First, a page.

Knesset Constitution Committee Debate: Regulatory Authority Law

During October 2021, the Knesset Constitution Committee held a series of discussions on the new Regulatory Authority Law and its implications. Our representatives presented Zulat’s position to the effect that the law must clearly stipulate that upon its establishment the Regulatory Authority would be required to take into account human rights aspects in all its actions.

Zulat’s Executive Director Einat Ovadia said on 12 October: “One of the problems with the proposed law is not only that it does not require coordination between the ministries, but that it contains blind spots given that the regulator of one ministry is oblivious of the impact on areas overseen by a fellow regulator when it comes to the violation of equality and human rights. For example, the Construction and Housing Ministry does not concern itself with workers’ rights. The Regulatory Authority has an advisory role to liaise between the regulators of different ministries.”


Attorney Yifat Solel said on 9 October: “This law is very lacking in the social areas of human rights and equality. The Israeli Government has recognized the need to examine budgetary issues from a gender perspective, but such an examination is absent from this law. Not only the state budget, but regulation should also be examined this way. The law distinguishes between different population groups, between the center of the country and peripheral regions, between people of different ethnicities living in different places and in different types of communities. Matters of age, age-adjusted regulation, people with disabilities – all these things need to be explicitly written into the law. Is the right to privacy a key element of the law? The role of a regulatory entity should be to protect the full range of social interests.”




Dr. Maha Sabbah Karkabi


Senior Lecturer in the Department of Sociology and Anthropology, Ben-Gurion University of the Negev. She holds a Ph.D. in Sociology from Tel Aviv University (2015), a postdoctoral fellowship at the Center for Gender Studies, SOAS, University of London (2015-2016), a postdoctoral fellowship in the Department of Sociology at Tel Aviv University (2016-2017), and a postdoctoral fellowship Ph.D. at the Humphrey Institute for Social Research, Ben-Gurion University of the Negev (2018-2020).
Dr. Maha Karbahi’s areas of interest focus on the connection between social change, family behavior, and gender inequality in societies in the process of change and specifically in Palestinian Arab society in Israel. Her research draws attention to the study of family life and employment, using a combined “ethnic lens” and “gender lens” and paying attention to the perspective of Palestinian Arab women, a group characterized by intersections between multiple marginal locations, which over the years has remained hidden from the research eye. Dr. Karkabi-Sabah’s research is published in professional journals and chapters in scientific books that are considered pioneers in family research, work, and gender equality.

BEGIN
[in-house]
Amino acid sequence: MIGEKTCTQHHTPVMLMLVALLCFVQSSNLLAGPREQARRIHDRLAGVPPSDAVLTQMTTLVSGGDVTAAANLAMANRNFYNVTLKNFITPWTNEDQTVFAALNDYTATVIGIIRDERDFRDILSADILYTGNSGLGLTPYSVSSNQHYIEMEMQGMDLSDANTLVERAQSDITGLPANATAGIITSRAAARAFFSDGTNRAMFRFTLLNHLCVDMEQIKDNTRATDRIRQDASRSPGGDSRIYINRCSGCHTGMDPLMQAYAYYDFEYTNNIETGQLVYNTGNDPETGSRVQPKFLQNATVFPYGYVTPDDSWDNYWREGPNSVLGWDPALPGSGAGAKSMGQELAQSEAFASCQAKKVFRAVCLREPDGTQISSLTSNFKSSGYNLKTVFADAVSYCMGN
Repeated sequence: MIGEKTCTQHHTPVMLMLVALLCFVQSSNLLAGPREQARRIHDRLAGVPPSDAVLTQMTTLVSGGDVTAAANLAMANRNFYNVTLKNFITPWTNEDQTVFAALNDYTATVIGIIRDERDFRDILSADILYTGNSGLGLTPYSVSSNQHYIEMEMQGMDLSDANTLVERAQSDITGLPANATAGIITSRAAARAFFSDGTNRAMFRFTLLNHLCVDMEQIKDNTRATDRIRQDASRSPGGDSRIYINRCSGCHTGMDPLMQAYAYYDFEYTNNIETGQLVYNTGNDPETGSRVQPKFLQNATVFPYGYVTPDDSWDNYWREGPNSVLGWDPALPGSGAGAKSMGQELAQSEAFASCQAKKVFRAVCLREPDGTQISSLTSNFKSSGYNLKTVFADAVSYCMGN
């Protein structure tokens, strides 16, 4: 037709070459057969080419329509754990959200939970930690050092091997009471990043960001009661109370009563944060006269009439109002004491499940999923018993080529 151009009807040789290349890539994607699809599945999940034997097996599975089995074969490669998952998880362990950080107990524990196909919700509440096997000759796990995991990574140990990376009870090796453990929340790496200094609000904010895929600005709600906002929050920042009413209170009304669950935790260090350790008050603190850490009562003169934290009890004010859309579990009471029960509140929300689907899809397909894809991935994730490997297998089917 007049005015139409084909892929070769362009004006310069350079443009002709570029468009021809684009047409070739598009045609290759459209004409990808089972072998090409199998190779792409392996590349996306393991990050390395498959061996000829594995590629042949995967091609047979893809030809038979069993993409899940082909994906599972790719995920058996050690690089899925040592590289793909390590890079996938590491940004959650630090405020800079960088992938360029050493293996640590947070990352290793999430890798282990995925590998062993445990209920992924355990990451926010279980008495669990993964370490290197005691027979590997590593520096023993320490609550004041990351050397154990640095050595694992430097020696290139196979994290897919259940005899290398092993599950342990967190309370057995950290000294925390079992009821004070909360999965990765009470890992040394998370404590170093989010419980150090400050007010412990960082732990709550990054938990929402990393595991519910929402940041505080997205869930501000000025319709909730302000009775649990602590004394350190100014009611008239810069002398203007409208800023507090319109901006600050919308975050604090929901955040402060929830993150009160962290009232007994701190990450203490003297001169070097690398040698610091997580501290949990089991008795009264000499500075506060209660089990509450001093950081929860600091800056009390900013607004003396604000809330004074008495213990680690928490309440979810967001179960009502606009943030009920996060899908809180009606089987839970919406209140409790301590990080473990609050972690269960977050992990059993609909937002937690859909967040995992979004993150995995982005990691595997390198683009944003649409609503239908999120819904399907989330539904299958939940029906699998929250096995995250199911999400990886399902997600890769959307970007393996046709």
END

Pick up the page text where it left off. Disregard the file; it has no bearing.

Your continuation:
Prof. Frances Raday

Professor Emeritus in the Lieberman Chair in Labor Law, in the Faculty of Law at the Hebrew University and serves as a full professor in the College of Management’s academic track, where she also serves as chair of the graduate program and as honorary president of the Concord Center for International Law Absorption. Radai was a member of a working group of the UN Human Rights Council on discrimination against women. In addition, she is a prominent and feminist human rights activist.


Dr. Rawia Aburabia 

Faculty member of Sapir Academic College’s School of Law, received her PhD from the Hebrew University of Jerusalem. Her research deals with the interface between law, gender, minorities, and human rights. Has published in leading journals on the subject of the matrimonial laws pertaining to Muslim women in Israel. Her book Under the Law, Outside Justice: Polygamy, Gendered Citizenship, and Colonialism in Israeli Law is expected to be published as part of the Gender Series of Kibbutz Meuhad Publishing House.

Dr. Aburabia has extensive experience in international human rights and public law. She has worked as a jurist for the Association for Civil Right and has been invited as a specialist to address such international forums as the United Nations and the European Parliament on the subject of indigenous communities and minority rights. She has interned with Human Rights Watch in Washington DC, and has been a member of the executive board of Amnesty International. In 2018, she was selected by the magazine Globes as one of the 40 most promising young persons in Israel under the age of 40.



Ron Kessler

With over two decades of experience in the field of digital content, Ron has participated in numerous political and social campaigns. He helped run the digital activity of senior public officials, and worked in various NGOs. Ron is a fundamentally optimistic man, who believes that Israel can be changed and so can people. Lives in Tel Aviv.